London Fall 2014: Preen by Thornton Bregazzi, Mary Katrantzou, Matthew Williamson
(NEW YORK) Preen By Thornton Bregazzi
Preen’s Fall offering was an interesting mash up of retro-futuristic elements. Foremost, it appears that fashion has taken a bewildering affinity to a particular science fiction classic, with the likes of Star Wars characters appearing first at Rodarte in New York and now at Preen in London. Here, it was more of an abstract addition to the geometric prints and throwback design details. Darth Vader’s headshot printed on the front of an oxford blouse paired with trousers cinched with a side-release buckle belt made us nostalgic for our middle school backpacks that were essentially repurposed for this look. Elsewhere, Justin Thornton and Thea Bregazzi’s kaleidoscopic prints, juicy tangerine hues, and metallic lamé parkas with plush fur hoods evoked novel delight. The essential Preen silhouette: elongated, voluminous, oversized proportions—was undoubtedly present. The fitted ribbed-knit skirts over full, midi-length dresses were a creative touch and sure to be the newest street style inspiration. Whether gimmicky or otherwise, Preen’s sci-fi selection is one fantasy ship we’ll get on board.
This season, Mary Katrantzou replaced her famous prints with patchwork, and the result was every bit as magical. Patchwork in the vein of scout badges, pedestrian signs, sporting symbols, and coat of arms-esque crests came on dresses done in medieval style silhouettes like long-sleeved, drop-waist floor-length gowns. Asymmetric cocktail looks were cut to look like armored aprons in shiny snakeskin, and chain metal dresses hung from suspender-like straps and were adorned with various silver and gold metal triangles, hearts, and rectangles accented with pearls. It was the kind of collection that reminded us that there are some designers that can still think outside of the box without all together abandoning a sense of femininity.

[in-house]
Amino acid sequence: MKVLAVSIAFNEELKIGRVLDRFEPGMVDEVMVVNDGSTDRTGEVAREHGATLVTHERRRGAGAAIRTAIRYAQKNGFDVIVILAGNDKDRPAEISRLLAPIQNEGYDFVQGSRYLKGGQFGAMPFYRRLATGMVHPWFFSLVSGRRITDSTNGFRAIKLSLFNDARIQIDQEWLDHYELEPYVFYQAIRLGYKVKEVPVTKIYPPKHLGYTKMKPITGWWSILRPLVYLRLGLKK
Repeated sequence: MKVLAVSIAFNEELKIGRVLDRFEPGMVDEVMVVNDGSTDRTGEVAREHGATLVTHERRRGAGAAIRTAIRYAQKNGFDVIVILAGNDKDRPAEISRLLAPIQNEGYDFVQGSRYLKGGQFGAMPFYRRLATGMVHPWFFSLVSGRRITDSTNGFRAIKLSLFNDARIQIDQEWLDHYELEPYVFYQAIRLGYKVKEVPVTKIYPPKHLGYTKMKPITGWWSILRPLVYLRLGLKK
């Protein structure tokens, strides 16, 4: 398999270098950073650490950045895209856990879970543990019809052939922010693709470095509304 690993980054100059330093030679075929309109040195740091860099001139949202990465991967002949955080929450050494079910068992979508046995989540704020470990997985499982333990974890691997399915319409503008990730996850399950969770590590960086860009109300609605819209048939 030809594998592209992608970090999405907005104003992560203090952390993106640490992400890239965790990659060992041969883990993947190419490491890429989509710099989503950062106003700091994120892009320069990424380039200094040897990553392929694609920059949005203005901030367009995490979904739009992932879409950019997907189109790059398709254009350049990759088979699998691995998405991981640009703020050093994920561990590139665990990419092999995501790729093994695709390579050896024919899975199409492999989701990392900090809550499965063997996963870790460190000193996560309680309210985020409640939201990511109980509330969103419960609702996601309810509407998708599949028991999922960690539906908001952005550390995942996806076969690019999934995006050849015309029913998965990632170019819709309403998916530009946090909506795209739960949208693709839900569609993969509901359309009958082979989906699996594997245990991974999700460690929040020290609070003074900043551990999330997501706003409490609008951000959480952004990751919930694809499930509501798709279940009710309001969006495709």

In Matthew Williamson’s court, there’s no need for basic toppers, with the Brit designer preferring to exhibit a showing of over-the-top coats. Take the silk ikat print version, featuring a nipped-in waist and bursts of B&W stars. Or, perhaps the bright red and deep blue furry take on outerwear is more your speed. The same goes for the rest of the collection, with Williamson offering up fur festooned mini-dresses, a firework motif, and plenty of crystal appliques. He was most successful with his showy evening wear, from a golden chain mail tunic to a feather-encrusted maxi-dress. Also to note: the booties were killer, including a yellow and black striped pair and some sparkly silver stunners.